Are You Choking on your Fulton County Property Tax Increase?

Are You Choking on your Fulton County Property Tax Increase? Then, the following information may be very helpful.

Choking on your Fulton County Property Tax Increase

Many homeowners have received notices that their taxes jumped 20-30% this year. This news can be quite a shock! Even so, the assessed value of many homes is still lagging way behind true market value and has been for years.  So, the big question is “why this year?” Well, if you listen to the news the Case-Shiller Home Price Index for Atlanta is trending upward at an 8-10% rate, annually – so that could account for part of it. The NEXT question will probably be “who can I talk to about this?”  Answer: Someone who is experienced and knowledgeable about the people and the process. Below is a wealth of information we received recently from an interview with Jack Florek who consults on tax appeals in Fulton County, Georgia.

Please bear in mind that the staff at the Board of Tax Assessors are just trying to do their job.

That said, you still need to advocate for your best interests and exercise your rights. In recent years, Jack says he has helped homeowners achieve tax reductions of 15-20%.  He also recommends an appeal for no other reason that to ‘freeze’ the value of your property and the corresponding taxes for 3 years. Jack is available to calculate a realistic Fair Market Value Estimate for your appeal, prepare everything you need to justify the reduction and then prepare you for the hearing. He will even represent you at the Board of Equalization (BOE) hearing if you are unable to attend. His fee is $40/hour and the process normally runs 6-7 hours plus $80 for representation at the BOE hearing.

Want more info? You can reach Jack Florek via 404-844-7131 or his email at reduceyourpropertytaxga@gmail.com

OR, To sign-up, click on this link.


In Fulton County, Atlanta Georgia, the final day

for filing an appeal is July 20th.


Fulton County Property Tax appeal rules

The Board of Equalization (BOE) is charged by the O.C.G.A. §48-5-311 to hear appeals of property tax matters that include:

  • Value – What the property would sell for in a transaction between a knowledgeable buyer and a willing seller in a bone fide arm’s length transaction.
  • Uniformity of value – Assessment values that are fairly equalized between individual taxpayers.
  • Taxability – All real property and all personal property shall be liable to taxation and shall be taxed, except as otherwise provided by law.
  • Denial of homestead exemptions – The homestead of each resident of this state actually occupied by the owner as primary residence and homestead shall be exempted from all ad valorem taxation for the state, county, and school purposes.
  • Denial of special assessments – Georgia law provides for special assessments of certain types of property such as, property used for agricultural purposes (conservation use, agricultural preferential), rehabilitated and landmark historic properties, contaminated property (also known as Brownfields), certain environmentally sensitive property and storm water/wetlands.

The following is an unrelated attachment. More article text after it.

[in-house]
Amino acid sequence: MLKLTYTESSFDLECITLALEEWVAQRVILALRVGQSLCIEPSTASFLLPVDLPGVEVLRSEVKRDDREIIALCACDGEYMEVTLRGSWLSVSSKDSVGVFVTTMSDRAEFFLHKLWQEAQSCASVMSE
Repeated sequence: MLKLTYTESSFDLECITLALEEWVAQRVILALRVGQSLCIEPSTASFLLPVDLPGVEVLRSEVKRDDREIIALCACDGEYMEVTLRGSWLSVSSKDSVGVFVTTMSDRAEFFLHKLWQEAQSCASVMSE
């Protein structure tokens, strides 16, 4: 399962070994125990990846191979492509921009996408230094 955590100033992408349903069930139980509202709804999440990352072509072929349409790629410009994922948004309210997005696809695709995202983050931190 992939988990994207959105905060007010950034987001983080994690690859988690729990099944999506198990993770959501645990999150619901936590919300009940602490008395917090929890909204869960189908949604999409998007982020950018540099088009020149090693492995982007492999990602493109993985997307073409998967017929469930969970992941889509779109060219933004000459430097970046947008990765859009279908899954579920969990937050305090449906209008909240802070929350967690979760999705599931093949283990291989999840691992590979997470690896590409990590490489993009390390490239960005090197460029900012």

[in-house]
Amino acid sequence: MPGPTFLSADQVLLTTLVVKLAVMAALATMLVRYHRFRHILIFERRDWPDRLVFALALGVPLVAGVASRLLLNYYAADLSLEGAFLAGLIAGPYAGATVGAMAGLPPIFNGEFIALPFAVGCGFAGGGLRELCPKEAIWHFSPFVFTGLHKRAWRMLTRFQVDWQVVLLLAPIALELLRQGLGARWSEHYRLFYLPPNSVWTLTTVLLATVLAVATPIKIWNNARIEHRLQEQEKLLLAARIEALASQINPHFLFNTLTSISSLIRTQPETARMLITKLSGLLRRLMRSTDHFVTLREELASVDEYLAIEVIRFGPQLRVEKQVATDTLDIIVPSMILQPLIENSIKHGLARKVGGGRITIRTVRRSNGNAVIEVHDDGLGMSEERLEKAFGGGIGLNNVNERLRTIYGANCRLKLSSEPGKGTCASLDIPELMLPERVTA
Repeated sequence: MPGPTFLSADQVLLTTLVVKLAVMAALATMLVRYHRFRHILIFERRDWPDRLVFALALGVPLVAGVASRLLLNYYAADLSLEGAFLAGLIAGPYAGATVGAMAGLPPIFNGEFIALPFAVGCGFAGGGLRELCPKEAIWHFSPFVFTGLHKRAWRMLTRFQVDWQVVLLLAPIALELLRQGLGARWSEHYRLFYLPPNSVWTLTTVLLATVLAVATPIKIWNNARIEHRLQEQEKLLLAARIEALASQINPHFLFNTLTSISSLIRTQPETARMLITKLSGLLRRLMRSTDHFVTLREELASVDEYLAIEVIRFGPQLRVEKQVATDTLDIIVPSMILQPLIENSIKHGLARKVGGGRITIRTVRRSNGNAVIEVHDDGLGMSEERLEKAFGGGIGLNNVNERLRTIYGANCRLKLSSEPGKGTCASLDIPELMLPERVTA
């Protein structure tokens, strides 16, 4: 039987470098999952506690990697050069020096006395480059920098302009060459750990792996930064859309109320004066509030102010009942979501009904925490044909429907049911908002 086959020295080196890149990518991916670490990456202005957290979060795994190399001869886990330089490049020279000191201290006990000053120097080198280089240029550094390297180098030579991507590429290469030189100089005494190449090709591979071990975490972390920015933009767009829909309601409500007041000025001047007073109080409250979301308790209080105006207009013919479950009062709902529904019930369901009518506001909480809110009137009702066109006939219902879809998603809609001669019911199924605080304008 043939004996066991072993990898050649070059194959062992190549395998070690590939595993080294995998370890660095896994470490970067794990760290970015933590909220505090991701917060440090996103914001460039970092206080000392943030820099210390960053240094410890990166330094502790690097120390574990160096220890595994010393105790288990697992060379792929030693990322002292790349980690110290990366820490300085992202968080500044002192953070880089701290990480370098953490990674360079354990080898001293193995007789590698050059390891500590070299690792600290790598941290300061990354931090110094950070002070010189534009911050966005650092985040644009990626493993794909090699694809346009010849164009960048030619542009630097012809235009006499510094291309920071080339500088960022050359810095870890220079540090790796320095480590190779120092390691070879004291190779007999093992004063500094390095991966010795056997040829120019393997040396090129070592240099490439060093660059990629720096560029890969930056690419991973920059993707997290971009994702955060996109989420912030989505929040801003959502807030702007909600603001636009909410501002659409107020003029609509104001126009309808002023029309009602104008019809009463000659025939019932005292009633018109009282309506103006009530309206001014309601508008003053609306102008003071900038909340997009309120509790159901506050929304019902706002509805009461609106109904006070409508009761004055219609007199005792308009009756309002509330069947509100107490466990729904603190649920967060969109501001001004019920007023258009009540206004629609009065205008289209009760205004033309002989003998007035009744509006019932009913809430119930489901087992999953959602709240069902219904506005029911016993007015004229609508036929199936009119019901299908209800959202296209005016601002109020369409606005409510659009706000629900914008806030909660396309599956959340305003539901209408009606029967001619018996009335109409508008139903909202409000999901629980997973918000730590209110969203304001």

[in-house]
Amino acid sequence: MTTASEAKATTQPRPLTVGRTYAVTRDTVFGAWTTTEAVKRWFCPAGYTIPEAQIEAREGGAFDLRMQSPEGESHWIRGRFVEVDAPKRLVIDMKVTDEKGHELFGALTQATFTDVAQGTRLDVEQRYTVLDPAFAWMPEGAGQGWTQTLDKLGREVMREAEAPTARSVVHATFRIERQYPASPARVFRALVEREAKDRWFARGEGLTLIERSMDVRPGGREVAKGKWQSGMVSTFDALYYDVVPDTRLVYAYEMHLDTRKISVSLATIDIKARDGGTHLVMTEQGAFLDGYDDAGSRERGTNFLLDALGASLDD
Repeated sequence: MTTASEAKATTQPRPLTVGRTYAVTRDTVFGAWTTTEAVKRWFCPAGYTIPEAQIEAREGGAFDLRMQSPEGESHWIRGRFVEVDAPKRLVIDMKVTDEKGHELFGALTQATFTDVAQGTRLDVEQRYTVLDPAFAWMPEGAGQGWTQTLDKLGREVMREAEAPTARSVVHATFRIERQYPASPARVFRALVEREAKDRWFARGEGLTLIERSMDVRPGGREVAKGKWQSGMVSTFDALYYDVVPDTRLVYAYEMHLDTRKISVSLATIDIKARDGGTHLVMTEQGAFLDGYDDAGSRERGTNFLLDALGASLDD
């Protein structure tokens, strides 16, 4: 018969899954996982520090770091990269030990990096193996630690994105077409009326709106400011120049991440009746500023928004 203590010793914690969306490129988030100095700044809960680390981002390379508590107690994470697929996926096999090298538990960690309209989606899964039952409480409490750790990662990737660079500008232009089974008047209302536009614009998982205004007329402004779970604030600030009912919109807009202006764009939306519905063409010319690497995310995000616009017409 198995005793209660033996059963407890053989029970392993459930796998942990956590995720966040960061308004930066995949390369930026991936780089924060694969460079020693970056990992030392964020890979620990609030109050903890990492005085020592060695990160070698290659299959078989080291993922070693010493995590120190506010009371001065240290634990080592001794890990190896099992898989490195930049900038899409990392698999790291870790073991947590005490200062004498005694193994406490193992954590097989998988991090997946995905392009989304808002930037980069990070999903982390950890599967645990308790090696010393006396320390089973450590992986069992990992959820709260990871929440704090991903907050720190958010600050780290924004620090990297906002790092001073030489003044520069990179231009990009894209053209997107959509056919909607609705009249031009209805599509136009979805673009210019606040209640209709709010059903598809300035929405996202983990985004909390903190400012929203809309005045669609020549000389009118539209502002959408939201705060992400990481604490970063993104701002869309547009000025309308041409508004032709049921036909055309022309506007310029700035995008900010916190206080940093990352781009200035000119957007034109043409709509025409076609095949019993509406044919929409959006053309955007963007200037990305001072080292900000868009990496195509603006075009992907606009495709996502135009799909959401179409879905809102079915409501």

Appeals

Property owners who filed an appeal to the Board of Tax Assessors within 45 days of the postmark date on their assessment notice are called an Appellant. The appeal is reviewed by the Board of Tax Assessors and if the Board’s decision is a “no change,” the appeal is forwarded to the Board of Equalization.

Hearings

Appellants (people who filed an appeal) will receive a notice of the date and time of the scheduled hearing. All appeal hearings are held at 141 Pryor Street, Suite 5001 located on the fifth floor of the Government Center. The Board of Equalization is comprised of property owners appointed by the Grand Jury of this county. In addition to being property owners, the appointees to the Board of Equalization (BOE) must also be qualified and competent to serve as grand jurors and be high school graduates. Each member must satisfactorily complete 40 hours of certified training before he or she can participate as a member of the Board. Each member must also complete an eight (8) hour continuous education class annually. To reschedule your hearing you must notify the Board of Equalization Office a minimum of 24 hours in advance of your scheduled hearing at (404) 613-7792. To withdraw your hearing you must notify this office in writing a minimum of 24 hours in advance of your scheduled hearing.

Attendance

An Appellant may appear before the Board of Equalization or with a representative or authorize a representative to represent him/her in their absence. However, the taxpayer shall specify in writing to the Board of Equalization the name of such agent or representative prior to any appearance by the agent or representative before the Board.

Evidence

Documentation you may consider presenting to the Board of Equalization may include: Evidence of purchase price; Appraisals; Photographs of the interior, exterior, and surrounding area; Evidence of sale Prices; Comparable property values in your area (Typically, ONLY information from the prior calendar year qualifies).

Superior Court

The Appellant or the County Board of Tax Assessors may appeal decisions of the Board of Equalization. The notice of appeal shall be filed within 30 days from the date on which the BOE decision was mailed. The appeal to Superior Court is a jury trial and Appellant may wish to consider engaging an attorney. The appeal must be filed with the Board of Tax Assessors by the owner or his/her attorney. If anyone has any questions concerning an appeal or wants additional information about the Board of Equalization you may contact the office at (404) 613-7792.

Board of Equalization (BOE)

Melvin B. Richardson became the Director of the Board of Equalization Office in October, 2009. As the Director Melvin is responsible for the administration of policy development, operational management, and analytical reporting of the adjudication of all certified appeals. The Board of Equalization is governed by Georgia Statute O.C.G.A § 48-5-311 which requires fair and impartial appeal hearings to property owners regarding disputed assessment valuations issued by The Board of Tax Assessors in the annual Tax Digest.

Fulton County
Board of Equalization
141 Pryor Street, Suite 5001
Atlanta, GA 30303
(404) 613-7792

Thumbnail info from the Fulton County Chief Appraiser and the Director of the Board of Equalization (BOE) at the Property Tax Town Hall hosted by Commissioner Lee Morris on June 24th:

Chief Appraiser:

  • Has over 45 full-time appraisers working for him.
  • Has 349,000 residential properties to assess each year.
  • Has 22,000 commercial properties to assess each year.
  • His appraisers use a software package called CAMA. Computer-Assisted Mass Appraisal (CAMA) . (system contains ‘Models’ that characterize like properties such as type (e.g. Ranch, Colonial, Craftsman, etc.), bedrooms, baths, square footage, construction material, type of garage, etc.) [Note-1}